Pro football is pretty important to my 13-year-old daughter and me.
Our Sundays are spent watching and dissecting every game we can watch. Our discussions often turn to which players are best at their positions.
Like many of her generation, she likes to talk about goats. Eventually, I figured out that was short for greatest of all time. It can be funny when her sense of football history goes back to Cam Newton dabbing in Super Bowl 50 all the way back in 2016. (To be fair, she does have some memories of Seattle beating Denver in 2014.)
With no football on TV now, we decided it was time for a road trip to the mecca of pro football, the Pro Football Hall of Fame in Canton. If she was looking for goats, there was a whole farm of them there.
I’d been to the hall of fame perhaps 20 years ago. It was an enjoyable experience, seeing the memorabilia and the busts of the inductees, but I didn’t have any strong urge to return. Once we saw our middle daughter’s passion for the game, it seemed like a natural place to go.
I did worry she’d get bored, as walking through a museum isn’t quite a football game. That fear dissipated when we spent 10 minutes walking through our first exhibit, on football cards, as she painstakingly looked over the photos and statistics from over the years.
As she pointed at different ones, she asked if I remembered them. It’s a similar conversation that I have when people realize I live in Putnam County: It doesn’t mean I know everyone there. Yet, more often than not, yes, I suppose I do remember so-and-so.
When we got to the more modern cards, that’s when I had a little more insight for her. I told her about seeing Brett Favre play for the Packers at Jacksonville on Monday Night Football, a man who threw the hardest, fastest passes I’d ever seen before or since. I reminisced about how elusive Detroit’s Barry Sanders was, practically willing his team to the playoffs every year when there wasn’t much around him.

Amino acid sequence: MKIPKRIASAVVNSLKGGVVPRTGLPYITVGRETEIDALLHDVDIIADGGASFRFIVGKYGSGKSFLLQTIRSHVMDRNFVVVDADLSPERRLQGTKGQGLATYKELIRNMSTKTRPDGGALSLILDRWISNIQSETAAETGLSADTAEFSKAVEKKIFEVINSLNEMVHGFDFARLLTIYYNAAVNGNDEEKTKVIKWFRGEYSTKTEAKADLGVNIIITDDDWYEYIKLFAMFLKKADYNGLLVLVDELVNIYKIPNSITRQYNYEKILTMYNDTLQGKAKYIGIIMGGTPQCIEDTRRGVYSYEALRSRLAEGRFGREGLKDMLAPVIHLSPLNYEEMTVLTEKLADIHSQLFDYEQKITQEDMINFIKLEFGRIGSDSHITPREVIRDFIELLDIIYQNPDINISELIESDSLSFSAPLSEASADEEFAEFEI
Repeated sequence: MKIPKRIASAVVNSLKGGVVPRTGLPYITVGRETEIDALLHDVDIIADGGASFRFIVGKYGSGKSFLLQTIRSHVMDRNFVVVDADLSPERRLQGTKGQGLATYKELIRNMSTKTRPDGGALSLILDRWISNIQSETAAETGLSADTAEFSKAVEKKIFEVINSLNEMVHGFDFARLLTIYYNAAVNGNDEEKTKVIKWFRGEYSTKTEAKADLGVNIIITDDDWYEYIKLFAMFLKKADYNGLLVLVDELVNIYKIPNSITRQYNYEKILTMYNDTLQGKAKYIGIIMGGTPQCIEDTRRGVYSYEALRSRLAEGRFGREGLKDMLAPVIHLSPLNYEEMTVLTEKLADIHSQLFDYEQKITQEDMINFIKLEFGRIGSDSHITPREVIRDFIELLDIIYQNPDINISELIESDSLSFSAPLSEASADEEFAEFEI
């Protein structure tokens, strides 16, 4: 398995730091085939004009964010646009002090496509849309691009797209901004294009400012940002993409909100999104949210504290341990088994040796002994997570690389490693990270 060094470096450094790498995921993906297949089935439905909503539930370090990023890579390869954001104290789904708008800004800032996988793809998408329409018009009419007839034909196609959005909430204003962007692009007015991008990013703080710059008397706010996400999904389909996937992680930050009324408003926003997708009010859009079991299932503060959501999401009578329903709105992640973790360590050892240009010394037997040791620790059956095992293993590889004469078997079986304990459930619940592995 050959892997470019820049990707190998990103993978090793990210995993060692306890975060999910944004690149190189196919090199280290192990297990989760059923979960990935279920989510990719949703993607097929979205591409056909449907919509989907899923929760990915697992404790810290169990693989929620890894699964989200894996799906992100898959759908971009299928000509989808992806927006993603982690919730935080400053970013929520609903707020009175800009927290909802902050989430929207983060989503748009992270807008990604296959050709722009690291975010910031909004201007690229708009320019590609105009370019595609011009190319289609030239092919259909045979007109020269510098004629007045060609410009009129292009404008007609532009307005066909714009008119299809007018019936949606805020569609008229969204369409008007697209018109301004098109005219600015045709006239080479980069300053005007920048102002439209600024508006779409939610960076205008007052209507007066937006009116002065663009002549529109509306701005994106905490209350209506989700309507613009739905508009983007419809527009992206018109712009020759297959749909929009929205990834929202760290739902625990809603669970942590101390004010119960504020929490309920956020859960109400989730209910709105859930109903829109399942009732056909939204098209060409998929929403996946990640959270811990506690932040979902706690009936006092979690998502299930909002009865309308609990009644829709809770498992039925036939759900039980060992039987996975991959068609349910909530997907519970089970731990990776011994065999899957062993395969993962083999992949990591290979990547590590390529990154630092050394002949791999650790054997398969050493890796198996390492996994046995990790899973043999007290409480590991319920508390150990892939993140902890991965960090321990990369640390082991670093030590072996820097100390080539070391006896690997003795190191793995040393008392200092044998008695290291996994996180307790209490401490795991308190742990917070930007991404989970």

In some ways, she’s finally learning to appreciate my decade working as a sports writer, watching games in Atlanta, Baltimore, Cleveland, Cincinnati, Detroit, Jacksonville, Pittsburgh and Washington as my career moved me around a bit.
We spent plenty of time checking out everything about our shared favorite team, the Chicago Bears. She has a better understanding of their pre-Super Bowl dominance after learning more about the early years of the league. She seemed as in awe of Walter Payton’s white Pony shoes on display as I was, and she grinned widely when I took her picture with a full-sized painting of “Sweetness” himself.
It wasn’t just me reminiscing. In an area devoted to records in the hall of fame, many of them belong to people still playing today. The Super Bowl was just a copule days away and I told her that literally some of them are playing in the game. She spoke about watching Derrick Henry abusing linebackers and defensive backs when he set the single-season rushing record. She reminisced about the magical 269-yard receiving night Tyreek Hill had for Kansas City against Tampa Bay just a few months ago.
We shared the traits we respect in a player. We bonded over our love of a sometimes violent, sometimes beautiful game with complicated rules. But most of all, we shared a day together I won’t soon forget, and I suspect she won’t either.
David Trinko is managing editor of The Lima News, a division of AIM Media Midwest.